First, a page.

Moving the Chains with ... Southern Illinois Salukis punter Jack Colquhoun

Southern Illinois punter Jack Colquhoun celebrates after the team’s victory against South Dakota State in Brookings, S.D. (Photo by

Living a world away from family and friends hasn’t dented Jack Colquhoun’s zest for life.

A native Australian with a collegiate background in Aussie rules football, he ended up in a punting academy in his hometown of Melbourne that led him to Carbondale and a job for the past three seasons as the Southern Illinois punter.

Though the pace of life is different in Southern Illinois as compared to his bustling hometown, Colquhoun (pronounced kuh-hoon) has embraced the region and its football fans, even if he’s still in awe when 10,000 people show up for games and he’s asked to sign autographs and take pictures.  

Colquhoun hasn’t seen his family for nearly a year-and-a-half amid the COVID-19 pandemic, but care packages from home keep him connected and allow him to share his culture with teammates.

A vegetarian who was the captain of his college team at Bond University in Australia, Colquhoun is pursuing a master’s degree in economics in hopes of a job that would allow him to travel the world.

As SIU’s punter, he’s on the verge of a historic season. He ranks 11th in the nation in punting average (44.17 yards), which would be a new school record. If pro football comes calling, he’s willing to put a career in finance on hold.

Learn all about Colquhoun in Prairie State Pigskin’s Moving the Chains Q&A interview:

How did you start punting?

I had just completed my finance degree (at Bond), and I was looking to further my studies. I wanted to complete my master’s, but I wasn’t sure how to go about it. I found a program in Melbourne, my hometown, called Prokick Australia and two coaches there – Coach John Smith and Coach Nathan Chapman – run a punting academy.

Jack Colquhoun

It was pretty enticing because I was able to keep my kicking going with my background in Aussie rules while also trying to find a scholarship to be able to further my studies. That was something that was really big for me. It was always something that I thought, ‘What could eventually come of this?’ I was fortunate enough to get a scholarship to come play at Southern. The rest is history.

What was the transition like to go from Aussie rules to full-time punting?

It was something that took a little time to get used to. The biggest thing was being more spatially aware with wearing pads and a helmet. Playing Aussie rules, we play in tank tops and shorts and we run around in just that. Learning how to traditionally punt (instead of Aussie rules style kicks) was something that took a lot of my time. That is so fundamental to punting here. I really didn’t have much football knowledge coming into my time at Prokick, so we did a lot of education sessions, learning about the game.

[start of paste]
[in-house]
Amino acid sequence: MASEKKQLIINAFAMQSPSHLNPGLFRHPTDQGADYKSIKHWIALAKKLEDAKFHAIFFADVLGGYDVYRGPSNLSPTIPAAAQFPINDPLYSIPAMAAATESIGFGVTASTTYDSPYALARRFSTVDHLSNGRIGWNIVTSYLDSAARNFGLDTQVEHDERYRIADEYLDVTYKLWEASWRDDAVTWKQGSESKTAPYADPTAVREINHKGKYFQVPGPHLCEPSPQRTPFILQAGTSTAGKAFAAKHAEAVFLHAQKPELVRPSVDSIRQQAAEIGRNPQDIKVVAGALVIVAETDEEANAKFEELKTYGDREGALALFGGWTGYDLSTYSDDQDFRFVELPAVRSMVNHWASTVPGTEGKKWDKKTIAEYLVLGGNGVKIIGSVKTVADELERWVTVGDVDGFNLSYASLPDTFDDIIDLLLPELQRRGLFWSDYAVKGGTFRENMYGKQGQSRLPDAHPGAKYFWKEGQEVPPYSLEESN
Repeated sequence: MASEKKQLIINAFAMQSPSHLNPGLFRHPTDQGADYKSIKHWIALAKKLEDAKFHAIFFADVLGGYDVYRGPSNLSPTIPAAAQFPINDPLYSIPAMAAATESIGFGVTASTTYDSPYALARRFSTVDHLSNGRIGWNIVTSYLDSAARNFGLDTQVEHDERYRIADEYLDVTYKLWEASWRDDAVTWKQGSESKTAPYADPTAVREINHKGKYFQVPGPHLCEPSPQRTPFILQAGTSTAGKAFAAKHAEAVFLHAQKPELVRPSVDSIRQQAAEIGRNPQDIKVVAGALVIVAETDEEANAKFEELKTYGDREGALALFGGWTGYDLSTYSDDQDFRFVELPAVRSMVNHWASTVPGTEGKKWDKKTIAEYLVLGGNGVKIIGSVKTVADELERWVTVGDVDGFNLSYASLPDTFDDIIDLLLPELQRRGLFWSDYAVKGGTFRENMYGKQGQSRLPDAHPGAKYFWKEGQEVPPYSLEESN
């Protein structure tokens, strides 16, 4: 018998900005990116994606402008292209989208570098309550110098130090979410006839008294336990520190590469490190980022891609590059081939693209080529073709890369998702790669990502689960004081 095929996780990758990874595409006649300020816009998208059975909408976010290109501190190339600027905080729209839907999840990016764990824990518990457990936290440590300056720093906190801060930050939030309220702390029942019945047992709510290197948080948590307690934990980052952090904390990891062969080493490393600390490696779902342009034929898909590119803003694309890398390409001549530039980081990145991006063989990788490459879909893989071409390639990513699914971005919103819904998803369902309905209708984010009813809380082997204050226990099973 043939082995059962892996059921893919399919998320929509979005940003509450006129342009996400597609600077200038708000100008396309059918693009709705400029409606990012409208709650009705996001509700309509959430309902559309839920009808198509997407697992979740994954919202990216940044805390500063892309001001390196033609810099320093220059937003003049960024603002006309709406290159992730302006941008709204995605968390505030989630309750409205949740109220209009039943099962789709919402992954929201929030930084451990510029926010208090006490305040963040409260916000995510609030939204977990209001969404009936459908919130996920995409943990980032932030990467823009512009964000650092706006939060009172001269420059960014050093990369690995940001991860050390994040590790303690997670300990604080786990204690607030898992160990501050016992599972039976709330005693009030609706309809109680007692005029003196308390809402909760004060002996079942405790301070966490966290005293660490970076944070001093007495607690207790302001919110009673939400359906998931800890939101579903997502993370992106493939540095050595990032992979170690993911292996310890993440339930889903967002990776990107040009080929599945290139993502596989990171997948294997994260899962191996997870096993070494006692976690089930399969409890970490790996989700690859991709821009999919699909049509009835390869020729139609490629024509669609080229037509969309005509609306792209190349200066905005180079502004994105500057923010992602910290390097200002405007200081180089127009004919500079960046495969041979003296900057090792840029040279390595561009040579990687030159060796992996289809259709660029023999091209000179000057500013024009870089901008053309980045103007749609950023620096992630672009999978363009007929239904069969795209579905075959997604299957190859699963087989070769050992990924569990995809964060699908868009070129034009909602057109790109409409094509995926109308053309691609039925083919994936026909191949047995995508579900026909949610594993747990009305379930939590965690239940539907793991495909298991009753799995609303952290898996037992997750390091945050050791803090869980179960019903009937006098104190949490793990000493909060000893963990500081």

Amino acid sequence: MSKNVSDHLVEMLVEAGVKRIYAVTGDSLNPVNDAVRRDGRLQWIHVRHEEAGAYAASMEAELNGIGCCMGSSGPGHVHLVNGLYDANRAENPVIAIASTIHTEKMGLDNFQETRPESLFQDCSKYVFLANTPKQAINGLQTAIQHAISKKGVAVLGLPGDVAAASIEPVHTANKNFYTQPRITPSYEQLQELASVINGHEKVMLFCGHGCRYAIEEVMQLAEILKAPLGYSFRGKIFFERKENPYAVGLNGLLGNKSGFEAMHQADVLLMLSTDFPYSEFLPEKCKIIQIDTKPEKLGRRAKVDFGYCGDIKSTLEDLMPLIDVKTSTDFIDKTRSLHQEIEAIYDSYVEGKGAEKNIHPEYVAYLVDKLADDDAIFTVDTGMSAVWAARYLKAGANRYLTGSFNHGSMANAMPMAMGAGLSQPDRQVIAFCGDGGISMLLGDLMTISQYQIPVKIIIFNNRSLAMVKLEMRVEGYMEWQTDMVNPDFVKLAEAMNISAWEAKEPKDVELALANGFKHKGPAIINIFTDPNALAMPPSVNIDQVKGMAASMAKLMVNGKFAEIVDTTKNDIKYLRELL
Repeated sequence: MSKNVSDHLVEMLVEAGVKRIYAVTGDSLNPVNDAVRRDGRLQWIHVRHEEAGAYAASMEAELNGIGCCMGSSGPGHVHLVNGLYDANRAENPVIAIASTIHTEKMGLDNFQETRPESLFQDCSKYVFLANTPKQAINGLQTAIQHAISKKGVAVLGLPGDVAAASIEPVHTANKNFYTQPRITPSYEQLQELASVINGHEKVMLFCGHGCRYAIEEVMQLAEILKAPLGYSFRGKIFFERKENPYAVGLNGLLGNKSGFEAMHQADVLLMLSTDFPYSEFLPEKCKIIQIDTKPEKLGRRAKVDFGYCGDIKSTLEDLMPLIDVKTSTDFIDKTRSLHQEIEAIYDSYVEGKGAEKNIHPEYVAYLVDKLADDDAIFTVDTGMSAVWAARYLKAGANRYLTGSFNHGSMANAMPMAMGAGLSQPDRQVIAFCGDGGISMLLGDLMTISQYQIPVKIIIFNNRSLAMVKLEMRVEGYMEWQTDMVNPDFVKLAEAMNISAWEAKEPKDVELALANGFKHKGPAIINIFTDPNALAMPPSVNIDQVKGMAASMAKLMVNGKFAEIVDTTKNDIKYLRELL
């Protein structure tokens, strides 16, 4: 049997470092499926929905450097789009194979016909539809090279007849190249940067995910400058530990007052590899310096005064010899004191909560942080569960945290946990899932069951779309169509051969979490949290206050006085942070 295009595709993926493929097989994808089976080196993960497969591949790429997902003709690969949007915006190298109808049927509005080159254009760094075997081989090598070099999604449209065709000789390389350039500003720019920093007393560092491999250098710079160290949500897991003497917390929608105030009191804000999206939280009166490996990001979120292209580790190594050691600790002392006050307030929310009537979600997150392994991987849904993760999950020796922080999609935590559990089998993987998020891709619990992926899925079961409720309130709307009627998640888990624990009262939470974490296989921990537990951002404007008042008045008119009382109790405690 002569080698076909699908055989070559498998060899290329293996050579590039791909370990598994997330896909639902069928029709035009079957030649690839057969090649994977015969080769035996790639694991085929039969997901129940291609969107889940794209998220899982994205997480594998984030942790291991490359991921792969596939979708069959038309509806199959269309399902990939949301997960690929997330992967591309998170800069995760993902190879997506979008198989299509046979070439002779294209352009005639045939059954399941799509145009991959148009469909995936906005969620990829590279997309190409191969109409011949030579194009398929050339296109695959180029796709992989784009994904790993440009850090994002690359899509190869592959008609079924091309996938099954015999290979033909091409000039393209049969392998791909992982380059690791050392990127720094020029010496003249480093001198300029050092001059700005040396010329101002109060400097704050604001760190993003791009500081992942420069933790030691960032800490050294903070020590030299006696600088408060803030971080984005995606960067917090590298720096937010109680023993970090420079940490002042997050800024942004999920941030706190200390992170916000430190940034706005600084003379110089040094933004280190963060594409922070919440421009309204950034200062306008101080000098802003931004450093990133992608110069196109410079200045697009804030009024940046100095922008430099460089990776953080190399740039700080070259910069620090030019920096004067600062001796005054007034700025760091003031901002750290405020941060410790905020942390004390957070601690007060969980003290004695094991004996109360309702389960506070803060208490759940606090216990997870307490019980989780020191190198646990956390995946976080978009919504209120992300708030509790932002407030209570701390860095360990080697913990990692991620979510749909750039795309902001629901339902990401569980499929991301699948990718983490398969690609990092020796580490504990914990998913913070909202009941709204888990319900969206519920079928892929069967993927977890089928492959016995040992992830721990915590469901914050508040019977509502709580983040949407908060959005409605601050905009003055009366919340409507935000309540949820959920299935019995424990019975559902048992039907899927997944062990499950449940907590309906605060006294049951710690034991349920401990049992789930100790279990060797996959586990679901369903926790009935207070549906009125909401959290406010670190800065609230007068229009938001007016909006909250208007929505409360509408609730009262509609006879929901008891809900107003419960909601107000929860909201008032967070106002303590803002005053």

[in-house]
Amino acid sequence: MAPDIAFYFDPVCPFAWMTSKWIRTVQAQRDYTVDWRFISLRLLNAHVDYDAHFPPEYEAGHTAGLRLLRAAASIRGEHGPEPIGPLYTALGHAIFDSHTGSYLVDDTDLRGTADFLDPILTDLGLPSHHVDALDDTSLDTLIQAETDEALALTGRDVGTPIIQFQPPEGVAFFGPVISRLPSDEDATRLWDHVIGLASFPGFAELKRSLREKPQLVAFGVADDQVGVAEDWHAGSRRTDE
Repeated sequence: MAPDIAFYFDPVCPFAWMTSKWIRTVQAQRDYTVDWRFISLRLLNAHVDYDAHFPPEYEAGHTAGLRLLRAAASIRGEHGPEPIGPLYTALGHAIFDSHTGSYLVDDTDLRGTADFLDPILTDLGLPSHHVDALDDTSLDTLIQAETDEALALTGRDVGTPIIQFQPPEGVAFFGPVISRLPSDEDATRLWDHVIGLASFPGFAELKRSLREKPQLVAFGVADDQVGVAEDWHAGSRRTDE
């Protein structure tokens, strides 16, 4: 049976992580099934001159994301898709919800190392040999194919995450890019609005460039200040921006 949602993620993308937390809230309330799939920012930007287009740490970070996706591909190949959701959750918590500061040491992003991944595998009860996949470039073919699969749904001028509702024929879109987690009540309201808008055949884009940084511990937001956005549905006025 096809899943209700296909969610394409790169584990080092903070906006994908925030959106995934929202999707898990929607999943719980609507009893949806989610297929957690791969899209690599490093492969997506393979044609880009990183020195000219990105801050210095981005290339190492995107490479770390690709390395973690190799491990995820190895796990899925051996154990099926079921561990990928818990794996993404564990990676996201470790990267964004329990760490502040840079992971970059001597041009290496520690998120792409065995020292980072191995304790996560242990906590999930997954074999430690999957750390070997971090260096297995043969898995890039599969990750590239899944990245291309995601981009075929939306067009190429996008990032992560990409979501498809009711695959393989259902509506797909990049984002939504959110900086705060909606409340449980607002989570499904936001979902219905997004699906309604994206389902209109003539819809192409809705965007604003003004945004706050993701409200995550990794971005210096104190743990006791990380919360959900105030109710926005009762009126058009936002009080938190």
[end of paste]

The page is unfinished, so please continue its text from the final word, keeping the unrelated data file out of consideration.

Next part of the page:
Does the NFL have a following in Melbourne?

The biggest thing is the time difference (16 hours ahead). A lot of the games are quite early in the morning, so it’s always hard to catch NFL games at a decent hour of the morning. We get a lot of highlights. I think we’ve got five Australian punters – all of which came from Prokick Australia – who are punting in the NFL right now. So we do get a lot of highlights. A lot of TV packages play the games during the night, so a lot of people do stay up now. When there is a mid-morning game, most of the fans will be at the pubs watching on TV. There is a culture of American football that is growing in Australia. It is slowly picking up because of the Australian involvement (among punters).

What were the biggest transitions for you into American culture?

The biggest thing was just the pace. I lived in Melbourne, which is a city of 6 million people and I come to Carbondale, Illinois, where there’s about 40,000 or 50,000 in the surrounding area. It was a nice change of pace to me. I was ready to focus in on my football and my studies and being here was a real perfect place for me to hone in on what I wanted to focus on the last couple of years. I’ve been able to do that really well. There’s a real sense of community as well here. I’ve gotten to know a lot of people in the community over the past couple of years.

The biggest thing is the sporting culture here. I’m an almost 24-year-old athlete and there’s people who come to my games and want my signature and want to take photos, so that’s something we never had at the college level playing Aussie rules back home. To play in front of 10s of thousands of people and have people follow you on Twitter who are huge fans and all that stuff, that was a culture shock for me because I feel like I’m still just a student.

If someone from back home is sending you a care package, what’s in it?

Mom (Tracey) actually sends me a box every couple of months. My checklist includes my sister (Ellie), who owns and runs a granola company, so I always get a little care package of her new flavors and some of the old goodies. I always love that. Mom’s a big baker as well, so she makes some chocolate goodies that get sent as well. I have a sweet tooth, so I do like my Australian candies. A couple of bags of them will get thrown in as well. I once got a re-supply of Vegemite (a savory spread popular in Australia). I know not a lot of people like Vegemite here, but I do love some Vegemite on toast in the morning.

You were recently mic’d up at an SIU practice, which highlighted your relationships with teammates and coaches. How have you enjoyed the camaraderie of American football?

It’s a great sense of community. We spend so much time together during the year and we get so close. You could see that, how well we were acquainted with each other and the high regard we hold for each other. You can see through our success the mutual respect we have for each other, coaches and players and staff. We’re all close friends. That’s what allows us to be successful. My relationship with (special teams coordinator) Coach (Jami) DeBerry, I can really feel what’s happening during a game and what I’m liking and what I’m not and we can have that conversation together about where we want to go with our next punt. I think that is a really big thing, to showcase the relationships players have with coaches. That’s allowed us to be as successful as we have been this season.